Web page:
A head in the clouds is bad for business. Luckily, the Kolleck family does not have that problem. They have focused on floors for six decades, and their business, Seamless Floor Coatings Inc., is successful because of it.
Paul Kolleck founded Seamless in 1939, coating metal ship decks for the military. In 1942, he expanded into a new niche, coating concrete floors at airplane hangars.
Years passed, bringing new generations of Kollecks, and Seamless coated countless square feet of concrete and metal flooring in the meantime.
Today, vice president Tommy Kolleck, 28, son of current president Tom and great-grandson of Paul, is taking the family business in a more decorative direction for the twenty-first century.
Seamless began exploring architectural coatings about a decade ago, when Tommy joined the company. “That's where I came in — bringing the company to the next level, trying to keep up with everybody else,” he says.
Kolleck is especially proud of 90,000 square feet of floors recently placed for Saleen Inc. at the Irvine, Calif., headquarters of the high-performance car company. Seamless laid 18,000 square feet of metallics for a showroom and put down a gray layer of 100 percent solid epoxy in a warehouse.
Seamless has also become a contractor of choice for a few chain retailers, including Charo Chicken, which asked Seamless to hand-match its signature purple, red and yellow colors on restaurant floors. Seamless has replaced tile and carpet at Nutri Shop sports nutrition and supplement stores with an acid-stained surface that is cheaper and easier to clean than the tile.
Seamless has also specialized in taking on coating jobs that nobody else would want to do, Kolleck says. For example, when the company was called in to give the acid stain treatment to one future Nutri Shop site, workers were confronted with patches of exposed wood on a floor that was otherwise epoxy quartz. A pizza restaurant had formerly occupied the space, and the holes were footprints left by equipment removed from the old eatery. Epoxy quartz doesn't easily take to acid stain in the best of circumstances, and with the patches, the task looked daunting.
But Seamless pulled it off. Workers deep-filled the exposed holes with overlayment until they were level with the quartz, then diamond-ground the entire floor. A layer of 100 percent solid epoxy was poured over the surface and topped with 60-grit silica sand broadcast almost to refusal. After set time and a good sweep, the resulting floor took nicely to three coats of microtopping and an acid stain. Another coat of 100 percent solid epoxy sealed the surface.
The company also recently finished a waterproofing and microtopping job at an office and parking complex in Garden Grove, Calif. When the office building began to leak, its owners couldn't just tear out and replace the concrete, because the concrete was supporting the building. The seal work done by Seamless preserved the structural integrity of the building while protecting it against leakage.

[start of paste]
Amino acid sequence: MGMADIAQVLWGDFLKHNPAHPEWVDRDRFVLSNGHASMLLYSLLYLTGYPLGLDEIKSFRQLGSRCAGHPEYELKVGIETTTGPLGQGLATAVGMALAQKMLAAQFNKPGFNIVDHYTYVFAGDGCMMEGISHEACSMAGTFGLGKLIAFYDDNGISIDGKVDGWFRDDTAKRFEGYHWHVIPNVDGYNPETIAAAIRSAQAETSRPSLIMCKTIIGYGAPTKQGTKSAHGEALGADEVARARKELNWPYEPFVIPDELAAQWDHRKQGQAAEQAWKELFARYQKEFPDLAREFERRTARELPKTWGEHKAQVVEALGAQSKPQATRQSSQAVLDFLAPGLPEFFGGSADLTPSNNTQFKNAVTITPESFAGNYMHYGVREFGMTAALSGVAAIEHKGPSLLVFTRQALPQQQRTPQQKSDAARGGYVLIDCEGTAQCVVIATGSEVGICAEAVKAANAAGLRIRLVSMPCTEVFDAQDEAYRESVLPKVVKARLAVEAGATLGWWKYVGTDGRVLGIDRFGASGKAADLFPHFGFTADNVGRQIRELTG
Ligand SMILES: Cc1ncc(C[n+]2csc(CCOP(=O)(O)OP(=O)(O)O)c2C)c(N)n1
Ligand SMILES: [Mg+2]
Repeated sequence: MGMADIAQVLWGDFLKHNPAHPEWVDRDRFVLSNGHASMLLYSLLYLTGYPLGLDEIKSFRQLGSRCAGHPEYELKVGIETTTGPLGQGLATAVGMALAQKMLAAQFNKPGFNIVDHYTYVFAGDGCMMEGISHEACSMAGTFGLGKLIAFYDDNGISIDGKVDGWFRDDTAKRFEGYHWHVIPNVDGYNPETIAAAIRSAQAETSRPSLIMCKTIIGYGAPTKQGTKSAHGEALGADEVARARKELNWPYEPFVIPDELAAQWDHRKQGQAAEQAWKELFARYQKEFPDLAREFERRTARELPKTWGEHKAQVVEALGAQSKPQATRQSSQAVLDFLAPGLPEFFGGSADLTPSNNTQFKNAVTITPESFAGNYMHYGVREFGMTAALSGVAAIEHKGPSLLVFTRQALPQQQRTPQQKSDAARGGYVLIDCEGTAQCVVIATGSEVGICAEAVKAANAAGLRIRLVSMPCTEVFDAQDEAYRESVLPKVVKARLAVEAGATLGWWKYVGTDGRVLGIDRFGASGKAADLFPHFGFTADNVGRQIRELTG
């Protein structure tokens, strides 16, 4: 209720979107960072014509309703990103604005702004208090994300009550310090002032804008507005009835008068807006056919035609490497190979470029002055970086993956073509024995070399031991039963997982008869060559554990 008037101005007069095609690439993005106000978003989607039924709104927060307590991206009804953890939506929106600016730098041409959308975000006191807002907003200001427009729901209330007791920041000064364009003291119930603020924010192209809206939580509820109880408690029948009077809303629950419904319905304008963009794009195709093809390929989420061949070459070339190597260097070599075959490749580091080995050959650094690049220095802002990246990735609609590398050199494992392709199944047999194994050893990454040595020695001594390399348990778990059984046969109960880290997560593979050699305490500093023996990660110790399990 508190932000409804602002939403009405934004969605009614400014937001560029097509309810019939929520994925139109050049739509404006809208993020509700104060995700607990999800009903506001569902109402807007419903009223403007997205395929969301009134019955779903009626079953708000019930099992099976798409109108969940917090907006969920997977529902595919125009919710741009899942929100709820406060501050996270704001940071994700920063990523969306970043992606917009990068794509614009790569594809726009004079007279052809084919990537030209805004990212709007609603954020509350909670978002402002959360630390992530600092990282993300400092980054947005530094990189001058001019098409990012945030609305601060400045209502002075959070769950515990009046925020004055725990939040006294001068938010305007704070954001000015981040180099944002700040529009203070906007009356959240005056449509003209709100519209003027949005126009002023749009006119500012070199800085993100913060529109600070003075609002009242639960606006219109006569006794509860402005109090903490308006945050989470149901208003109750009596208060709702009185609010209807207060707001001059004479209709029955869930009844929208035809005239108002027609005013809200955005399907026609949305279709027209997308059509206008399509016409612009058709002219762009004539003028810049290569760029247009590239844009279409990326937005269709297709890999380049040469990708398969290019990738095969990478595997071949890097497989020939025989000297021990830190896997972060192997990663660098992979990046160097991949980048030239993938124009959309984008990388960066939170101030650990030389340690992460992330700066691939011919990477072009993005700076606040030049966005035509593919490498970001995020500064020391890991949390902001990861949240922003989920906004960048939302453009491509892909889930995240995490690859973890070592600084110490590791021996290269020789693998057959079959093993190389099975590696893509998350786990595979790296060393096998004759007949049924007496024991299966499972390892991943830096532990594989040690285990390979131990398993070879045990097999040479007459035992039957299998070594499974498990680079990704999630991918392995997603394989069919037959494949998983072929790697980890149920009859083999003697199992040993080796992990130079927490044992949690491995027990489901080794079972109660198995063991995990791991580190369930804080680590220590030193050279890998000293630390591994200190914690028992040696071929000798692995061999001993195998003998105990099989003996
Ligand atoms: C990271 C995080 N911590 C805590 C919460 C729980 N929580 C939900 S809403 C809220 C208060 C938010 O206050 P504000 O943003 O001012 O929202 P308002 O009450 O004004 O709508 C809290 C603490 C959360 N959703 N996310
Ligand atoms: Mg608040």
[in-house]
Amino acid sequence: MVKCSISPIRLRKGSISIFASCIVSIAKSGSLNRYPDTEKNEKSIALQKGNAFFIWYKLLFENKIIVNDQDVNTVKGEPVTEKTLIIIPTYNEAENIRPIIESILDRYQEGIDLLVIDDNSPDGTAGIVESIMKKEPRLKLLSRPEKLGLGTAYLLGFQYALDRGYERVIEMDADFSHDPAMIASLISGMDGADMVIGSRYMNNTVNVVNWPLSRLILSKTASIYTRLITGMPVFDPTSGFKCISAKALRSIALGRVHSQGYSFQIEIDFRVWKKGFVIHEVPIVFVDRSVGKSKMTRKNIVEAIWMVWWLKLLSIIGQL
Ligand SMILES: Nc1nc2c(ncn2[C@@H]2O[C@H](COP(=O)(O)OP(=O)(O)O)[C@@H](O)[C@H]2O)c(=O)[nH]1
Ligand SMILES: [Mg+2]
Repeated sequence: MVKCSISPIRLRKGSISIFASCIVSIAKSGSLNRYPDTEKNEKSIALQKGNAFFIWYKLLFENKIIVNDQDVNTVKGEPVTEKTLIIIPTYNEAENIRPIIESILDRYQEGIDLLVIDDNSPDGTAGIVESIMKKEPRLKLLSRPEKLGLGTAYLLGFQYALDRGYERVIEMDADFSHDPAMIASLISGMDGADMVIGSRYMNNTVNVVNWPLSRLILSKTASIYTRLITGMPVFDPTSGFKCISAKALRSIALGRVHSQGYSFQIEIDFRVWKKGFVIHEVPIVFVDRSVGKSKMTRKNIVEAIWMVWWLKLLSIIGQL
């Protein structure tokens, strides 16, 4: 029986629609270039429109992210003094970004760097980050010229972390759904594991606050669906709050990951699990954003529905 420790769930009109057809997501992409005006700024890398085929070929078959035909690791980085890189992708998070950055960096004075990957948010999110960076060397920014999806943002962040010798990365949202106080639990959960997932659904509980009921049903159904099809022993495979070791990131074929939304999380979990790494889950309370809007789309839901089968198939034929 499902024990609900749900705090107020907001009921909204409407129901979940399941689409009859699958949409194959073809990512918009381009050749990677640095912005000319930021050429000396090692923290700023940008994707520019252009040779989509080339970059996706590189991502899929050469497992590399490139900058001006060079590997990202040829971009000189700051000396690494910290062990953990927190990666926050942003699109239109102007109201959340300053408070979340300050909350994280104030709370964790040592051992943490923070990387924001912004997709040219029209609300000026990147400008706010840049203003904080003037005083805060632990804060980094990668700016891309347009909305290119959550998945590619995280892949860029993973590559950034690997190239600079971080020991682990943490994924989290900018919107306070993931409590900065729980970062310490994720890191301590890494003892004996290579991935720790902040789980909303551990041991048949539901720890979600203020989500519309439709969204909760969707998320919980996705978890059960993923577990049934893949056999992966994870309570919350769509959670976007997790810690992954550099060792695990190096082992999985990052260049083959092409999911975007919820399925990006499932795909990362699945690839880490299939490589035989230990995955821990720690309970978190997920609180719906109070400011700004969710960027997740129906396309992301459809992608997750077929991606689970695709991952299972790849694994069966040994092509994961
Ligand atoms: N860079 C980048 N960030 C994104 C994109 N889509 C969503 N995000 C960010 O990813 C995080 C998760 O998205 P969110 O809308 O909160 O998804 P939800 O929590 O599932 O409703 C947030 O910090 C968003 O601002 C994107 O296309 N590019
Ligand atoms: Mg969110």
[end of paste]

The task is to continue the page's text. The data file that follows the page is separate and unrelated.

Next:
“We have a lot of projects where a lot of people are like, ‘ehh, we don't know what to do with that,'” Kolleck says. “And we do it for them.”
Seamless also manufactures two kinds of decorative coatings: a metalized epoxy and a translucent epoxy that looks like an acid stain after application. “We're always playing around with different things,” Kolleck says. “That's almost what I specialize in, is trying to make something that isn't out there.”
What they don't make, they tend to get from Floric Polytech Corp., a supplier that Kolleck says has been instrumental in helping Seamless grow over the years.
Seamless Floor Coatings doesn't do floors exclusively. The company will overlay tile, wood or metal countertops with microtopping materials, and even pour a new top if specs and aesthetics call for it. A division of the firm takes on commercial painting, coating and waterproofing jobs. But floors are the company's bread and butter. “We do floors over concrete, over wood, over tile, pretty much anything,” Kolleck says.
On the other hand, the company's first line of business, ship decks, is fading. Getting deck contracts involves plowing through too much bureaucratic red tape these days, Kolleck says, and besides, there's more work in decorative concrete flooring. “We still do hangars for the military, but it kind of has to be the right job. Plus, that really doesn't allow me to be creative. It's kind of the same thing over and over.”
What's good for Kolleck is also good for Seamless, as the decorative concrete industry continues to grow. “If you're not keeping up, you're going to be left behind real quick,” he says. “We're shifting gears to the more functional, architectural side, where you can pound on it but it still looks good.”
The floors at Saleen are living up to that description. Someone recently dropped a brake rotor directly onto the concrete floor, and the impact from the heavy chunk of machinery dented the concrete. But it didn't tear Seamless' topping. “The concrete failed before the coating did,” Kolleck notes. “That's a pretty good testament.”